And now it appears that General Jumper’s vision of a 21st Century blitzkrieg capability for US forces has been realized:
Guam unit: Global Strike capable
By Tech. Sgt. Jeff Capenos, 36th Air Expeditionary Wing Public Affairs
ANDERSEN AIR FORCE BASE, Guam — Four B-1 Lancers from the 37th Expeditionary Bomb Squadron here participated in Exercise Koa Lightning last week — continuing their mission of providing Global Strike capabilities for Pacific Air Forces and Pacific Command.
During the exercise hosted in Hawaii, the B-1s dropped inert weapons and worked close air support on the island of Oahu with Joint Tactical Air Controllers from the 25th Air Support Operations Squadron.
“These were long sorties and very similar to missions being flown in Afghanistan,” said Capt. James Hart, 37th EBS pilot. “Sixteen-and-a-half hours is a long time to fly, but it was great training.”
Exercise preparations began three weeks prior with 37th EBS members working with the Kenney Warfighting Headquarters in Hawaii to reserve tanker support and airspace, and coordinate flight plans over Hawaii.
“This exercise brought together many elements of Global Strike,” said Lt. Col. David Been, 37th EBS commander. “From the tanker task force here to the Kenney Warfighting Headquarters in Hawaii, along with the superb maintenance we’ve come to expect, we had great support in making this exercise a success.”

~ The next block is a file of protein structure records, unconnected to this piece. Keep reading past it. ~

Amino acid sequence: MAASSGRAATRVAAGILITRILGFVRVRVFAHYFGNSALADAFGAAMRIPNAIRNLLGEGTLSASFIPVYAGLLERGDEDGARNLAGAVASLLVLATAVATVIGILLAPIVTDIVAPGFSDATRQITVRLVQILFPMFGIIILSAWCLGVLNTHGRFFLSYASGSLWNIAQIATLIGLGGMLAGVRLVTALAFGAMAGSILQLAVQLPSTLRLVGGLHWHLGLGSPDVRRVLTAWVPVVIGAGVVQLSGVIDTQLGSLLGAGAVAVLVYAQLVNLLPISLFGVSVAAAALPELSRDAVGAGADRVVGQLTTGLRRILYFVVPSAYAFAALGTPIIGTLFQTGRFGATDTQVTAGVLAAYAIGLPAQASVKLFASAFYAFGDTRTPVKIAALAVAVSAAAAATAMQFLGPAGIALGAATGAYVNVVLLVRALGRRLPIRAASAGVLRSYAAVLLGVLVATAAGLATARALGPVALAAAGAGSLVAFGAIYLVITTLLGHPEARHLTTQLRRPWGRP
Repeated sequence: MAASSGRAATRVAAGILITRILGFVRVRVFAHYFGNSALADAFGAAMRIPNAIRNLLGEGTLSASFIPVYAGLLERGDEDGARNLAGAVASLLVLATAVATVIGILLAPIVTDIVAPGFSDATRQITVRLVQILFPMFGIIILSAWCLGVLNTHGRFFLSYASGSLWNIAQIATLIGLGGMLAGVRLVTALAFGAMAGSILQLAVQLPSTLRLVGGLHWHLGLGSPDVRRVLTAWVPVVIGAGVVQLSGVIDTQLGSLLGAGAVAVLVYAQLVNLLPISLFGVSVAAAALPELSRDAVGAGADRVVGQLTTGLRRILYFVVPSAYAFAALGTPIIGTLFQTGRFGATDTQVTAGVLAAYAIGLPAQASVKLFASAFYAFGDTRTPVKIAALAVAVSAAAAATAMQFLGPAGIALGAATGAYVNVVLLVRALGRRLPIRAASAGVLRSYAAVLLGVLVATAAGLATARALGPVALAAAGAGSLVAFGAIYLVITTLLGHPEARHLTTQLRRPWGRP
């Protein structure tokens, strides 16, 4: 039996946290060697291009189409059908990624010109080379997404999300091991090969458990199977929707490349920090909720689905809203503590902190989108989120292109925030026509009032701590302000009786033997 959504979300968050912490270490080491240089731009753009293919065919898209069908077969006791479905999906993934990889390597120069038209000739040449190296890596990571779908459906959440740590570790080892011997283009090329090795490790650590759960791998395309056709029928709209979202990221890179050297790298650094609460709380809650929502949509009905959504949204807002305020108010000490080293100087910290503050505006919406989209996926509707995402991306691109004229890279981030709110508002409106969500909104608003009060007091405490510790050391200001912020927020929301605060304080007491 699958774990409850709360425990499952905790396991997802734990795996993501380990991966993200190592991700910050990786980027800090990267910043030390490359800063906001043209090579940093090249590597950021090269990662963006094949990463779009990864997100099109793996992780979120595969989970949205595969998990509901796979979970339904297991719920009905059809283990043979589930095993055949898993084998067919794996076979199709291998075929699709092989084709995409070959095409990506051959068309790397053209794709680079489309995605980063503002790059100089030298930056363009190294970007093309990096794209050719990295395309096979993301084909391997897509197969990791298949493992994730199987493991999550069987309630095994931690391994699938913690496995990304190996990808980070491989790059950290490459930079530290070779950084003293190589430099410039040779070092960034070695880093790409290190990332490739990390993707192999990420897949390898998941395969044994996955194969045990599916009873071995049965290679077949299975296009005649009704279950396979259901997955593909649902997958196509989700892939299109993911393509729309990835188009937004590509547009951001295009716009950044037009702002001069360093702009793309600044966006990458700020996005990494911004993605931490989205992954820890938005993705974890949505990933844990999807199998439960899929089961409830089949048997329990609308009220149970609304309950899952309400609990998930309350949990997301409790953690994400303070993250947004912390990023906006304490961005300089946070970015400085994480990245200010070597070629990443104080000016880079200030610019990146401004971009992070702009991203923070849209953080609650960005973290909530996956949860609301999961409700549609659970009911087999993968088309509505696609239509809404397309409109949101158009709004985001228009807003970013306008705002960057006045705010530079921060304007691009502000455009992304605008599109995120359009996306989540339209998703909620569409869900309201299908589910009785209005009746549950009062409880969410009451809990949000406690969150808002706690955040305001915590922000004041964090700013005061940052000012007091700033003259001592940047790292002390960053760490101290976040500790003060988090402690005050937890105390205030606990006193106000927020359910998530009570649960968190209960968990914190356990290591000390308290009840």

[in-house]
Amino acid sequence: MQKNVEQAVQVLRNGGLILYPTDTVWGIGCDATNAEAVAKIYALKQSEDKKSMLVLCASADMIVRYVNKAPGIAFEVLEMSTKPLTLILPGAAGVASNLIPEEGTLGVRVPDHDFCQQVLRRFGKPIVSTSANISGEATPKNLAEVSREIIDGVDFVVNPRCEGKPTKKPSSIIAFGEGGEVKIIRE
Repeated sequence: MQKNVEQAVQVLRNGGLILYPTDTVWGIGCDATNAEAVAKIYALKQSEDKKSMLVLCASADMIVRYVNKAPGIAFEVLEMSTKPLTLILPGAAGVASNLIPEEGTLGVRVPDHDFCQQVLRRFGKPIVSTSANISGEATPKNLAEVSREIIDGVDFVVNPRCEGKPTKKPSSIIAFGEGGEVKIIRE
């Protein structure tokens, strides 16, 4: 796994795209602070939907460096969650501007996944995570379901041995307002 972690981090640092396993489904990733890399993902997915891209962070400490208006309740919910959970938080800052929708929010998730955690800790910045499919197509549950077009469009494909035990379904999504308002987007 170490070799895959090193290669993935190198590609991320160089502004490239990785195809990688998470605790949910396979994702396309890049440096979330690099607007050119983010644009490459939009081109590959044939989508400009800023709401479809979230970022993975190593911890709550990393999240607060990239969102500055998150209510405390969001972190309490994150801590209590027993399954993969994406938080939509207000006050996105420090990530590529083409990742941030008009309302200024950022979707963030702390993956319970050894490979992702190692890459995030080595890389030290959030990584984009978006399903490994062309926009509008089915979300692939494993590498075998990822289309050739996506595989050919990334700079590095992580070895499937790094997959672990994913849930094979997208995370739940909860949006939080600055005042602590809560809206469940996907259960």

The exercise was such a success that the unit finished the month flying 100 percent of all fragged sorties in the various October exercises, the colonel said.
Of course, this is all somewhat hypothetical, right. We’d only use this capability as a “last resort”, wouldn’t we? Well, maybe not . . .
Early last summer, Defense Secretary Donald H. Rumsfeld approved a top secret “Interim Global Strike Alert Order” directing the military to assume and maintain readiness to attack hostile countries that are developing weapons of mass destruction, specifically Iran and North Korea.
Two months later, Lt. Gen. Bruce Carlson, commander of the 8th Air Force, told a reporter that his fleet of B-2 and B-52 bombers had changed its way of operating so that it could be ready to carry out such missions. “We’re now at the point where we are essentially on alert,” Carlson said in an interview with the Shreveport (La.) Times. “We have the capacity to plan and execute global strikes.” Carlson said his forces were the U.S. Strategic Command’s “focal point for global strike” and could execute an attack “in half a day or less.”
In the secret world of military planning, global strike has become the term of art to describe a specific preemptive attack. When military officials refer to global strike, they stress its conventional elements. Surprisingly, however, global strike also includes a nuclear option, which runs counter to traditional U.S. notions about the defensive role of nuclear weapons.